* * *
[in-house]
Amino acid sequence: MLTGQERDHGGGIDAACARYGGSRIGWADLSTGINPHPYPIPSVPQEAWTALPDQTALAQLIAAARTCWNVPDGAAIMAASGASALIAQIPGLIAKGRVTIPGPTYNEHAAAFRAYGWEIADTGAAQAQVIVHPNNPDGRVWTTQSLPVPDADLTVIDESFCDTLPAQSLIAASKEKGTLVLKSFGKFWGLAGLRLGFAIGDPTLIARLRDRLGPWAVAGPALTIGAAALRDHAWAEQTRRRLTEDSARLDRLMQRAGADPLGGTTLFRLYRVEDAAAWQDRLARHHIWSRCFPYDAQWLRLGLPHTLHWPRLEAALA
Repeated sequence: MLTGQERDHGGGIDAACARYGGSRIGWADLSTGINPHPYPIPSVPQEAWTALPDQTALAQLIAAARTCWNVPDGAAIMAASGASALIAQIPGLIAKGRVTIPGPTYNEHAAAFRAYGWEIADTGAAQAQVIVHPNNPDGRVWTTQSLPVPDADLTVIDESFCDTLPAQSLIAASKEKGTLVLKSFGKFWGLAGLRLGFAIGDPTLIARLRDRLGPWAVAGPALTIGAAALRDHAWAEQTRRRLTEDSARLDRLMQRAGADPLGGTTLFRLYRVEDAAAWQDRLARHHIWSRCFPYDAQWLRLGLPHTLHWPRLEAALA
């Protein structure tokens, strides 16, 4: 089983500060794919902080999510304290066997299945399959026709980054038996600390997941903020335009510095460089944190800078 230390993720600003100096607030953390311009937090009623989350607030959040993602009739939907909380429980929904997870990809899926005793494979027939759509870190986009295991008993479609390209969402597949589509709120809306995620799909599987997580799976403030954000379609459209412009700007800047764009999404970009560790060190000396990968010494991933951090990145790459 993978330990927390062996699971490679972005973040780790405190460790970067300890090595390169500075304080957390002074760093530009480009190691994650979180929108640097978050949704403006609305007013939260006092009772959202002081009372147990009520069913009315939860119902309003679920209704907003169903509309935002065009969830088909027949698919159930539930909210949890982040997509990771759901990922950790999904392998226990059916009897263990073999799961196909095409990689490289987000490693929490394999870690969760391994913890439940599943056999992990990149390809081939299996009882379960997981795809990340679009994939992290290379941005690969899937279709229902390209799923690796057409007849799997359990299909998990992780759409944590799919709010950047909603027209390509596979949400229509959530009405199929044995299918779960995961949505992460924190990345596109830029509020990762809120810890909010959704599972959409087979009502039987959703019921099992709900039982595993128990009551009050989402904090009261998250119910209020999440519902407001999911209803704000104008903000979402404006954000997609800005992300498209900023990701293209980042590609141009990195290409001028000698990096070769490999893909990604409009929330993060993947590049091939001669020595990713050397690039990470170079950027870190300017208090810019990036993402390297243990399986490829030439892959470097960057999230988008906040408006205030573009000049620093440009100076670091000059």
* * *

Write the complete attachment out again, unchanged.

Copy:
[in-house]
Amino acid sequence: MLTGQERDHGGGIDAACARYGGSRIGWADLSTGINPHPYPIPSVPQEAWTALPDQTALAQLIAAARTCWNVPDGAAIMAASGASALIAQIPGLIAKGRVTIPGPTYNEHAAAFRAYGWEIADTGAAQAQVIVHPNNPDGRVWTTQSLPVPDADLTVIDESFCDTLPAQSLIAASKEKGTLVLKSFGKFWGLAGLRLGFAIGDPTLIARLRDRLGPWAVAGPALTIGAAALRDHAWAEQTRRRLTEDSARLDRLMQRAGADPLGGTTLFRLYRVEDAAAWQDRLARHHIWSRCFPYDAQWLRLGLPHTLHWPRLEAALA
Repeated sequence: MLTGQERDHGGGIDAACARYGGSRIGWADLSTGINPHPYPIPSVPQEAWTALPDQTALAQLIAAARTCWNVPDGAAIMAASGASALIAQIPGLIAKGRVTIPGPTYNEHAAAFRAYGWEIADTGAAQAQVIVHPNNPDGRVWTTQSLPVPDADLTVIDESFCDTLPAQSLIAASKEKGTLVLKSFGKFWGLAGLRLGFAIGDPTLIARLRDRLGPWAVAGPALTIGAAALRDHAWAEQTRRRLTEDSARLDRLMQRAGADPLGGTTLFRLYRVEDAAAWQDRLARHHIWSRCFPYDAQWLRLGLPHTLHWPRLEAALA
């Protein structure tokens, strides 16, 4: 089983500060794919902080999510304290066997299945399959026709980054038996600390997941903020335009510095460089944190800078 230390993720600003100096607030953390311009937090009623989350607030959040993602009739939907909380429980929904997870990809899926005793494979027939759509870190986009295991008993479609390209969402597949589509709120809306995620799909599987997580799976403030954000379609459209412009700007800047764009999404970009560790060190000396990968010494991933951090990145790459 993978330990927390062996699971490679972005973040780790405190460790970067300890090595390169500075304080957390002074760093530009480009190691994650979180929108640097978050949704403006609305007013939260006092009772959202002081009372147990009520069913009315939860119902309003679920209704907003169903509309935002065009969830088909027949698919159930539930909210949890982040997509990771759901990922950790999904392998226990059916009897263990073999799961196909095409990689490289987000490693929490394999870690969760391994913890439940599943056999992990990149390809081939299996009882379960997981795809990340679009994939992290290379941005690969899937279709229902390209799923690796057409007849799997359990299909998990992780759409944590799919709010950047909603027209390509596979949400229509959530009405199929044995299918779960995961949505992460924190990345596109830029509020990762809120810890909010959704599972959409087979009502039987959703019921099992709900039982595993128990009551009050989402904090009261998250119910209020999440519902407001999911209803704000104008903000979402404006954000997609800005992300498209900023990701293209980042590609141009990195290409001028000698990096070769490999893909990604409009929330993060993947590049091939001669020595990713050397690039990470170079950027870190300017208090810019990036993402390297243990399986490829030439892959470097960057999230988008906040408006205030573009000049620093440009100076670091000059």